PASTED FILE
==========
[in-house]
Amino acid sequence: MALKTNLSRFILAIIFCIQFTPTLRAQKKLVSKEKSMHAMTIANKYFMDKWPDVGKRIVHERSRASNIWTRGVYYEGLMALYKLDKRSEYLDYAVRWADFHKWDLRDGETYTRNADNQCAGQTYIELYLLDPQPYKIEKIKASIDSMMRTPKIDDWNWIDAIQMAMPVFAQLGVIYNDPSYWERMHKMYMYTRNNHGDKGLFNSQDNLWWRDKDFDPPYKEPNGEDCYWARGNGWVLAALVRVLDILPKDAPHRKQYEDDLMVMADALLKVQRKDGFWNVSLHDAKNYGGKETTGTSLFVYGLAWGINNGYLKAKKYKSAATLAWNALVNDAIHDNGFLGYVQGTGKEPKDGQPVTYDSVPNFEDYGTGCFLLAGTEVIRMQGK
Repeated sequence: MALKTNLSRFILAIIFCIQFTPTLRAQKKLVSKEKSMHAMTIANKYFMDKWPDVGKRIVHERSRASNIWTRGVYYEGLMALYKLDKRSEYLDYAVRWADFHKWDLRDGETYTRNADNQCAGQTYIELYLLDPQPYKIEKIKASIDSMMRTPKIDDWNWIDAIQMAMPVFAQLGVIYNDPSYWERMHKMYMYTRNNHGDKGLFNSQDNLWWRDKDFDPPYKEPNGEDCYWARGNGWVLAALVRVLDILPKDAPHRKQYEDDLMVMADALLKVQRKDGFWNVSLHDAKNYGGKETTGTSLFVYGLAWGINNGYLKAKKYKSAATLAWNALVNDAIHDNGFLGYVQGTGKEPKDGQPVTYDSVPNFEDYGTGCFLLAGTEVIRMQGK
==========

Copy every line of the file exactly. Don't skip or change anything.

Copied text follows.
[in-house]
Amino acid sequence: MALKTNLSRFILAIIFCIQFTPTLRAQKKLVSKEKSMHAMTIANKYFMDKWPDVGKRIVHERSRASNIWTRGVYYEGLMALYKLDKRSEYLDYAVRWADFHKWDLRDGETYTRNADNQCAGQTYIELYLLDPQPYKIEKIKASIDSMMRTPKIDDWNWIDAIQMAMPVFAQLGVIYNDPSYWERMHKMYMYTRNNHGDKGLFNSQDNLWWRDKDFDPPYKEPNGEDCYWARGNGWVLAALVRVLDILPKDAPHRKQYEDDLMVMADALLKVQRKDGFWNVSLHDAKNYGGKETTGTSLFVYGLAWGINNGYLKAKKYKSAATLAWNALVNDAIHDNGFLGYVQGTGKEPKDGQPVTYDSVPNFEDYGTGCFLLAGTEVIRMQGK
Repeated sequence: MALKTNLSRFILAIIFCIQFTPTLRAQKKLVSKEKSMHAMTIANKYFMDKWPDVGKRIVHERSRASNIWTRGVYYEGLMALYKLDKRSEYLDYAVRWADFHKWDLRDGETYTRNADNQCAGQTYIELYLLDPQPYKIEKIKASIDSMMRTPKIDDWNWIDAIQMAMPVFAQLGVIYNDPSYWERMHKMYMYTRNNHGDKGLFNSQDNLWWRDKDFDPPYKEPNGEDCYWARGNGWVLAALVRVLDILPKDAPHRKQYEDDLMVMADALLKVQRKDGFWNVSLHDAKNYGGKETTGTSLFVYGLAWGINNGYLKAKKYKSAATLAWNALVNDAIHDNGFLGYVQGTGKEPKDGQPVTYDSVPNFEDYGTGCFLLAGTEVIRMQGK